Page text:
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Running for Conservative leadership not about ticking boxes: Leslyn Lewis

OTTAWA — Conservative leadership candidate Leslyn Lewis is the only woman in the race, the only immigrant, the only visible minority.

OTTAWA — Conservative leadership candidate Leslyn Lewis is the only woman in the race, the only immigrant, the only visible minority.

Though she could seize on those qualities to differentiate herself from her three white male opponents, or to hammer home a point about the party being a big blue tent, she isn't.

For her, the campaign is not about ticking boxes.

"My presence alone sends a very strong message," she said in a recent interview with The Canadian Press.

"I don't think I need to articulate the obvious."

The Canadian Press asked for a follow-up interview this week, to discuss the protests and violence linked to the death of a black man in police custody in the U.S. last week.

But Lewis declined the request, saying she had no more to add to an email she'd sent to supporters on Friday.

In it, she wrote about how she's been unable to watch the video of George Floyd's treatment, as it makes her physically ill.

"The riots, the anger and fear, it's all brutal," she wrote. 

Lewis linked his death to that of a young black woman in Toronto who died after falling from a balcony while police were at her apartment, an incident currently under investigation. She said dealing with hatred, racism and mental health requires speaking about them plainly.

Lewis, who turns 50 this year, moved to Canada from Jamaica as a child.

She's the first black woman to run to lead the Conservative party, creating a controversy last month when a relatively new group called the Association of Black Conservatives endorsed her rival Erin O'Toole.

In a subsequent email to supporters far longer than the her traditional policy pitch, Lewis railed against them, accusing them of being a Liberal-lite organization testing out tactics to bring her down if she wins the leadership.

Among the things she pointed out: a candidate questionnaire from the group that included questions like "What steps have you taken to address the under-representation of the black population in national politics?"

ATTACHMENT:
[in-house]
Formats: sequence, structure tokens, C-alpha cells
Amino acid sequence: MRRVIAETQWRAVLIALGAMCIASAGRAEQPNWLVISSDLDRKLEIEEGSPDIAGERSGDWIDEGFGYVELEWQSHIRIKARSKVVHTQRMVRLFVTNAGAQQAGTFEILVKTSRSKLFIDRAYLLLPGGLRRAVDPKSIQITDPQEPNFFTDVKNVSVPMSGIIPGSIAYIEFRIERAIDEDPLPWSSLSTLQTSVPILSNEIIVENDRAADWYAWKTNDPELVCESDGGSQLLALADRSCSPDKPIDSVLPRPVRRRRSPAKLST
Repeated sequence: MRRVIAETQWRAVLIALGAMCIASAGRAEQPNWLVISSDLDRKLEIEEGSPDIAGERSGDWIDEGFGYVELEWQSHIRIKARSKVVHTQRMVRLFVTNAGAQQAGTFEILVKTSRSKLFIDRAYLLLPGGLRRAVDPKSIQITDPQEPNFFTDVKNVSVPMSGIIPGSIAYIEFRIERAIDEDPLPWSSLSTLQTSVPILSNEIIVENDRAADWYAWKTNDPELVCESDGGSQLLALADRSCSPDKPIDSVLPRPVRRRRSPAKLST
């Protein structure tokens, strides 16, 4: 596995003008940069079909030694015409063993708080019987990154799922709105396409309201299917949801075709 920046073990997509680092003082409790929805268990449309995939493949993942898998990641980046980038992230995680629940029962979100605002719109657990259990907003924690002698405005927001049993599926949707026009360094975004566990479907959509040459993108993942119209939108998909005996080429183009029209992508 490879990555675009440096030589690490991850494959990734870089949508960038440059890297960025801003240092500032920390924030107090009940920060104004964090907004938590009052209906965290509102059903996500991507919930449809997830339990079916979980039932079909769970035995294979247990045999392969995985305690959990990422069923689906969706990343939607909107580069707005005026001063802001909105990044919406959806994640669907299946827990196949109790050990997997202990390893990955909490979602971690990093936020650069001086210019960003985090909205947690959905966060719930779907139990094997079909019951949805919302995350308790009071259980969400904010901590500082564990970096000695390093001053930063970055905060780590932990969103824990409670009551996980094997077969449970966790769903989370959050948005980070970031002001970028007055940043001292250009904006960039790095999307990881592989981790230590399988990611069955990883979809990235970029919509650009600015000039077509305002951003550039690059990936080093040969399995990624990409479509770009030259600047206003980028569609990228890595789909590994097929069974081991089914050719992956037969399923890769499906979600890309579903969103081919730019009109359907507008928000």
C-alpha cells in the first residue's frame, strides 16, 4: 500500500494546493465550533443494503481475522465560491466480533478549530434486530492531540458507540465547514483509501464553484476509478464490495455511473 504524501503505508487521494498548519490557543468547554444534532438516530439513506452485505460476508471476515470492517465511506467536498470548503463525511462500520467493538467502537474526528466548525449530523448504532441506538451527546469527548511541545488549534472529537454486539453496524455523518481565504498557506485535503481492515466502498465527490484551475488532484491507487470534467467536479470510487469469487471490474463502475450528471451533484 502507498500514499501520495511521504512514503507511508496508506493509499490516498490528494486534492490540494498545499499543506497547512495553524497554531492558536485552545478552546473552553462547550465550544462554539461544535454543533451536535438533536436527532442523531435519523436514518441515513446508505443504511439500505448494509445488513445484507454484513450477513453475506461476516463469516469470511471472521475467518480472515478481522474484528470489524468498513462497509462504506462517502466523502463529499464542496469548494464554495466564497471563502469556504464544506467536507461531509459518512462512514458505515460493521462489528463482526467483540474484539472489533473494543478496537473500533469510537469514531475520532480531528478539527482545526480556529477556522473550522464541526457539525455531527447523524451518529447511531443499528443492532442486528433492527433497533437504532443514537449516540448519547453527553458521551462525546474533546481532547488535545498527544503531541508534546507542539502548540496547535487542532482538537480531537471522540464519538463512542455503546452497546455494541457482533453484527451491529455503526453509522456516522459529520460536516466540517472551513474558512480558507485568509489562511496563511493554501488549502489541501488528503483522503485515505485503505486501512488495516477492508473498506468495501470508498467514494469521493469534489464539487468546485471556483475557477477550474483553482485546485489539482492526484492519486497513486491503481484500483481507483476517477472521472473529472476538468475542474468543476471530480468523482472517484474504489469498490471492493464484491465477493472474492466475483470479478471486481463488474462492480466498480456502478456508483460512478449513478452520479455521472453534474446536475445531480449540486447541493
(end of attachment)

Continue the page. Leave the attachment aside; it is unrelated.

If they were true conservatives, Lewis argued, they'd know identity politics is a dangerous game for the party.

"To focus on what makes us different, whether that's race, gender or religion, rather than what we have in common, has never served to bring people together," she said. 

Some black leaders spoke out against the endorsement, and eventually O'Toole walked away.

"Engaging the black community and other communities in Canada that have largely not traditionally supported our party is going to be key to our path towards electoral victory," he said on social media. 

Winning a leadership race, though, is also about courting traditionally supportive groups within a party. For Lewis, there have been some easy links and others harder to forge.

As a suburban mother of two, she's not personally close to the debate around guns.

But firearms associations are among the best-organized groups in the conservative landscape.

Lewis, who says she sleeps somewhere between four and five hours a night, put her academic training to work. She has three postgraduate degrees and works as a lawyer.

"Because I understand the Constitution, I understand democratic ideals and our parliamentary system, it's an easy transition to then say 'OK, what are the principles that tie into these ideals?' and that's basically how I approach my policy," she said.

Socially conservative groups in Canada — a faction whose political clout is also significant — have had her back from the beginning.

Lewis is part of a huge evangelical church group, the Pentecostal Assemblies of Canada.

In a rare personal glimpse into her life, she sent an email last month reflecting on her decision not to terminate a pregnancy while she was in law school, despite significant pressure to do so.

Questions about her positions on social issues have followed her throughout the campaign, given how spectacularly current leader Andrew Scheer was hammered for his, and whether in turn she could win a general election.

Lewis said her beliefs aren't the problem, but that the propensity of many Conservatives not to clearly articulate their own views makes opponents' claims that they have a "hidden agenda" too plausible for voters.

By making her plans clear — include banning sex-selection abortions and increasing funding for centres that counsel women against terminating pregnancies — she said she hopes she can convince Canadians to accept them and move on.

Lewis pointed to her past legal work advocating on behalf of gay HIV-positive inmates as proof she can — and will — fight for everyone's rights if she's elected.

"That's what Canadians want to see in a leader," she said.

Whether or how that would extend to women's rights to access abortions, or the expansion of LGBTQ rights, she wouldn't say.

Breaking into the club of elected Conservatives has been another challenge for her:  Lewis has never held elected office, and yet is trying to vault straight to the top.

She has secured endorsements from several social-conservative MPs, despite one of their own also running in the race — Ontario MP Derek Sloan.

Even if she loses the leadership race, she said, she intends to run for a seat as an MP in the next election.

"I think that I have a very unique role in the party to play."

This report by The Canadian Press was first published June 2, 2020.

Stephanie Levitz, The Canadian Press

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